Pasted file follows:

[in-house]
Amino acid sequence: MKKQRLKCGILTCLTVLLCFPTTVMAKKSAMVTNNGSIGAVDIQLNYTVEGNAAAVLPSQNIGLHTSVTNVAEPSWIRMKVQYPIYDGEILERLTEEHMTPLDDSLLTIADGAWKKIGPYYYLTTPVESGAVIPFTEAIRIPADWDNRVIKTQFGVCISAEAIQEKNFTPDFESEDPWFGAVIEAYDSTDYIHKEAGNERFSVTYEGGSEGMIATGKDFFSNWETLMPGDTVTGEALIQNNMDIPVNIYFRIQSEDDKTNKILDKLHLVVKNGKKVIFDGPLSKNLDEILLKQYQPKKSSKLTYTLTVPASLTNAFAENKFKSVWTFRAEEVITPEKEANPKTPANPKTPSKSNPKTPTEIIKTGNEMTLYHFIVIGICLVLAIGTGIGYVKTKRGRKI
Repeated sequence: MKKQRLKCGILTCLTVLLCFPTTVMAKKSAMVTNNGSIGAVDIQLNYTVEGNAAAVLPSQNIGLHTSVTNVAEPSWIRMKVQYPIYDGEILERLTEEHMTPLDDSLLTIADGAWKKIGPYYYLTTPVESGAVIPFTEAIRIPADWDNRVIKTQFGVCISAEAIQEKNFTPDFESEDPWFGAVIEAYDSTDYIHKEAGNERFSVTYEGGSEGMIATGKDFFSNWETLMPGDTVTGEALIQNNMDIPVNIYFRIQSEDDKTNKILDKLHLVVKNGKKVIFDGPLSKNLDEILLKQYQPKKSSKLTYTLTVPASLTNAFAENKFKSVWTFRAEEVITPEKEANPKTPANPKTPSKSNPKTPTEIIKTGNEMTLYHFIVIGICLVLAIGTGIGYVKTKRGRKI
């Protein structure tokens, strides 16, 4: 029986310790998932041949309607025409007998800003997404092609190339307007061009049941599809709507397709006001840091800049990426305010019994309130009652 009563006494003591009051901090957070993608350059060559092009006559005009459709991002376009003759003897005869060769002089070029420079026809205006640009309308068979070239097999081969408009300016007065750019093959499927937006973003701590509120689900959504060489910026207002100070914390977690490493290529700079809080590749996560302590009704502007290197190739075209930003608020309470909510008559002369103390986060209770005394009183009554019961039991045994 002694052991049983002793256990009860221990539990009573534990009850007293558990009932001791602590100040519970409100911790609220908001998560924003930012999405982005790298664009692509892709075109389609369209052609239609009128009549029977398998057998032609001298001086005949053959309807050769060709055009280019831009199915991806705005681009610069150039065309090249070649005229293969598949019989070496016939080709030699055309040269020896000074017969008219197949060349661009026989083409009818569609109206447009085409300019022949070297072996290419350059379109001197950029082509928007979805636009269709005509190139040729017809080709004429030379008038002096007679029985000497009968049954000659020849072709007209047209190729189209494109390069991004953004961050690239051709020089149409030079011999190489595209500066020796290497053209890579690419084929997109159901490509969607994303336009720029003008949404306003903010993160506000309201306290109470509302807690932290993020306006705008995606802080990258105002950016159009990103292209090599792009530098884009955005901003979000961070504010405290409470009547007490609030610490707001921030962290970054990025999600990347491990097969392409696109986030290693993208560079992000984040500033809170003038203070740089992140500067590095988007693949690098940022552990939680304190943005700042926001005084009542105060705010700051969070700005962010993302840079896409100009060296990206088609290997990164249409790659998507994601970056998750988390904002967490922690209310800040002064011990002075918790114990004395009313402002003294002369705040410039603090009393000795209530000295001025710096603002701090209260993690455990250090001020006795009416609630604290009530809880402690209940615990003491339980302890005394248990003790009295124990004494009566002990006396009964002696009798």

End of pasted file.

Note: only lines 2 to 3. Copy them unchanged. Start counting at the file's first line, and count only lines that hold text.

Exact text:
Amino acid sequence: MKKQRLKCGILTCLTVLLCFPTTVMAKKSAMVTNNGSIGAVDIQLNYTVEGNAAAVLPSQNIGLHTSVTNVAEPSWIRMKVQYPIYDGEILERLTEEHMTPLDDSLLTIADGAWKKIGPYYYLTTPVESGAVIPFTEAIRIPADWDNRVIKTQFGVCISAEAIQEKNFTPDFESEDPWFGAVIEAYDSTDYIHKEAGNERFSVTYEGGSEGMIATGKDFFSNWETLMPGDTVTGEALIQNNMDIPVNIYFRIQSEDDKTNKILDKLHLVVKNGKKVIFDGPLSKNLDEILLKQYQPKKSSKLTYTLTVPASLTNAFAENKFKSVWTFRAEEVITPEKEANPKTPANPKTPSKSNPKTPTEIIKTGNEMTLYHFIVIGICLVLAIGTGIGYVKTKRGRKI
Repeated sequence: MKKQRLKCGILTCLTVLLCFPTTVMAKKSAMVTNNGSIGAVDIQLNYTVEGNAAAVLPSQNIGLHTSVTNVAEPSWIRMKVQYPIYDGEILERLTEEHMTPLDDSLLTIADGAWKKIGPYYYLTTPVESGAVIPFTEAIRIPADWDNRVIKTQFGVCISAEAIQEKNFTPDFESEDPWFGAVIEAYDSTDYIHKEAGNERFSVTYEGGSEGMIATGKDFFSNWETLMPGDTVTGEALIQNNMDIPVNIYFRIQSEDDKTNKILDKLHLVVKNGKKVIFDGPLSKNLDEILLKQYQPKKSSKLTYTLTVPASLTNAFAENKFKSVWTFRAEEVITPEKEANPKTPANPKTPSKSNPKTPTEIIKTGNEMTLYHFIVIGICLVLAIGTGIGYVKTKRGRKI